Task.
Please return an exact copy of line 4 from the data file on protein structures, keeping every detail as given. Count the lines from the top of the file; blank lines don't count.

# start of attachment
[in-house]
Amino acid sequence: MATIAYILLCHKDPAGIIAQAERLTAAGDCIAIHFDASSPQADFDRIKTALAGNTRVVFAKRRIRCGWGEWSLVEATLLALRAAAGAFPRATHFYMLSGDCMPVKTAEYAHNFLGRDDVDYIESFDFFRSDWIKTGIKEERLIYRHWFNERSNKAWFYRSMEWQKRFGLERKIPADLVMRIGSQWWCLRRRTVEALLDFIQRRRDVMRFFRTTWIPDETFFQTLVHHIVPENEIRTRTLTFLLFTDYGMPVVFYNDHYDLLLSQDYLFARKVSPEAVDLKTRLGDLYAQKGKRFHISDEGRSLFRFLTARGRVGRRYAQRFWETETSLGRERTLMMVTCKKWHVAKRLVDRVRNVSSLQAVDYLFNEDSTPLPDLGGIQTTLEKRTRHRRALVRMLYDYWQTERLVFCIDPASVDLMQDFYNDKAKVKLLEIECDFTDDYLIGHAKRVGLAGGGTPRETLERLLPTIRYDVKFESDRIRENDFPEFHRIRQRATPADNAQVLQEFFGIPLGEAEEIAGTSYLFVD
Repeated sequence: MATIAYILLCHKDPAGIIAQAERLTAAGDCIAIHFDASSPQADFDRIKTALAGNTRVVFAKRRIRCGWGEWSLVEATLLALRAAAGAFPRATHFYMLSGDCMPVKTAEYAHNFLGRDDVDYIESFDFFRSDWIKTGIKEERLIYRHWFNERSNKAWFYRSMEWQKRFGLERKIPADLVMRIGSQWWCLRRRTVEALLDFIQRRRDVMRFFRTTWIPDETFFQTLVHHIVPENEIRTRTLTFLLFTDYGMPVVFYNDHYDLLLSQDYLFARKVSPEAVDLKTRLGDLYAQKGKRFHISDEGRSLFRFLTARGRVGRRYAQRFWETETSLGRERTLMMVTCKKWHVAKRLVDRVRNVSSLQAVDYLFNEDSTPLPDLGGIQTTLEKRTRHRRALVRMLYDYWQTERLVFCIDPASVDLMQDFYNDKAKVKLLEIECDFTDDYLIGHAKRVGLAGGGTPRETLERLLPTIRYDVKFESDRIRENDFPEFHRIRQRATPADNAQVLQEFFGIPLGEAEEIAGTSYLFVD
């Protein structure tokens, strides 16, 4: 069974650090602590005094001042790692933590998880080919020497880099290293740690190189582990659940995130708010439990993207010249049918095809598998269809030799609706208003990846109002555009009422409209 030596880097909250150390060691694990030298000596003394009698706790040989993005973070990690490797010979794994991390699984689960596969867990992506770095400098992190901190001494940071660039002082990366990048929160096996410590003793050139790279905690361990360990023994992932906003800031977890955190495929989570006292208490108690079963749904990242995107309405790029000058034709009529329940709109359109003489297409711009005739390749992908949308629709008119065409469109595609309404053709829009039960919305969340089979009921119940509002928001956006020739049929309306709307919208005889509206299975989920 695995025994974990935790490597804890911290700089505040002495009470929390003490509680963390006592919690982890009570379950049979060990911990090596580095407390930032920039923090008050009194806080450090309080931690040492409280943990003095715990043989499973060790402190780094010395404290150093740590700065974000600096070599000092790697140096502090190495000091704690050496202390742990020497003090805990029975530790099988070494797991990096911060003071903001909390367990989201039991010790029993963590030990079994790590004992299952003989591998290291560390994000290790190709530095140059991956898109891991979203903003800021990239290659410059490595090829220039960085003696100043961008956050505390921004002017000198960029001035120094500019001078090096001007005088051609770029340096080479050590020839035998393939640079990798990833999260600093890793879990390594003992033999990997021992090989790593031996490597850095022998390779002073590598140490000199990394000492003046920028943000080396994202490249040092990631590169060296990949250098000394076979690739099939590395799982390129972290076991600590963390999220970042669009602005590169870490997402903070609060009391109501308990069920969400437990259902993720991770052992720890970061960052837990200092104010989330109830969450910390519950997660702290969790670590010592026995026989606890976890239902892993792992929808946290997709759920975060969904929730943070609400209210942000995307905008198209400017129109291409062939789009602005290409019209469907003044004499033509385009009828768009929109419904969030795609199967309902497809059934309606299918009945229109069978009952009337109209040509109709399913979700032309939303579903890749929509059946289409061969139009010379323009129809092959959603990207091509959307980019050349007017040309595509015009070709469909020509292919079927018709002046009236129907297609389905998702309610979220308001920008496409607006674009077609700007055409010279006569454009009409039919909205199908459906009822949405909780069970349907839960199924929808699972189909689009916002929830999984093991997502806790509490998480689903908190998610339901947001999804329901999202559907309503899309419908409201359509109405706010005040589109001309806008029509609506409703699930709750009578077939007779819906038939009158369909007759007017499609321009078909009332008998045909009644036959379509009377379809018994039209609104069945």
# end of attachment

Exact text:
């Protein structure tokens, strides 16, 4: 069974650090602590005094001042790692933590998880080919020497880099290293740690190189582990659940995130708010439990993207010249049918095809598998269809030799609706208003990846109002555009009422409209 030596880097909250150390060691694990030298000596003394009698706790040989993005973070990690490797010979794994991390699984689960596969867990992506770095400098992190901190001494940071660039002082990366990048929160096996410590003793050139790279905690361990360990023994992932906003800031977890955190495929989570006292208490108690079963749904990242995107309405790029000058034709009529329940709109359109003489297409711009005739390749992908949308629709008119065409469109595609309404053709829009039960919305969340089979009921119940509002928001956006020739049929309306709307919208005889509206299975989920 695995025994974990935790490597804890911290700089505040002495009470929390003490509680963390006592919690982890009570379950049979060990911990090596580095407390930032920039923090008050009194806080450090309080931690040492409280943990003095715990043989499973060790402190780094010395404290150093740590700065974000600096070599000092790697140096502090190495000091704690050496202390742990020497003090805990029975530790099988070494797991990096911060003071903001909390367990989201039991010790029993963590030990079994790590004992299952003989591998290291560390994000290790190709530095140059991956898109891991979203903003800021990239290659410059490595090829220039960085003696100043961008956050505390921004002017000198960029001035120094500019001078090096001007005088051609770029340096080479050590020839035998393939640079990798990833999260600093890793879990390594003992033999990997021992090989790593031996490597850095022998390779002073590598140490000199990394000492003046920028943000080396994202490249040092990631590169060296990949250098000394076979690739099939590395799982390129972290076991600590963390999220970042669009602005590169870490997402903070609060009391109501308990069920969400437990259902993720991770052992720890970061960052837990200092104010989330109830969450910390519950997660702290969790670590010592026995026989606890976890239902892993792992929808946290997709759920975060969904929730943070609400209210942000995307905008198209400017129109291409062939789009602005290409019209469907003044004499033509385009009828768009929109419904969030795609199967309902497809059934309606299918009945229109069978009952009337109209040509109709399913979700032309939303579903890749929509059946289409061969139009010379323009129809092959959603990207091509959307980019050349007017040309595509015009070709469909020509292919079927018709002046009236129907297609389905998702309610979220308001920008496409607006674009077609700007055409010279006569454009009409039919909205199908459906009822949405909780069970349907839960199924929808699972189909689009916002929830999984093991997502806790509490998480689903908190998610339901947001999804329901999202559907309503899309419908409201359509109405706010005040589109001309806008029509609506409703699930709750009578077939007779819906038939009158369909007759007017499609321009078909009332008998045909009644036959379509009377379809018994039209609104069945």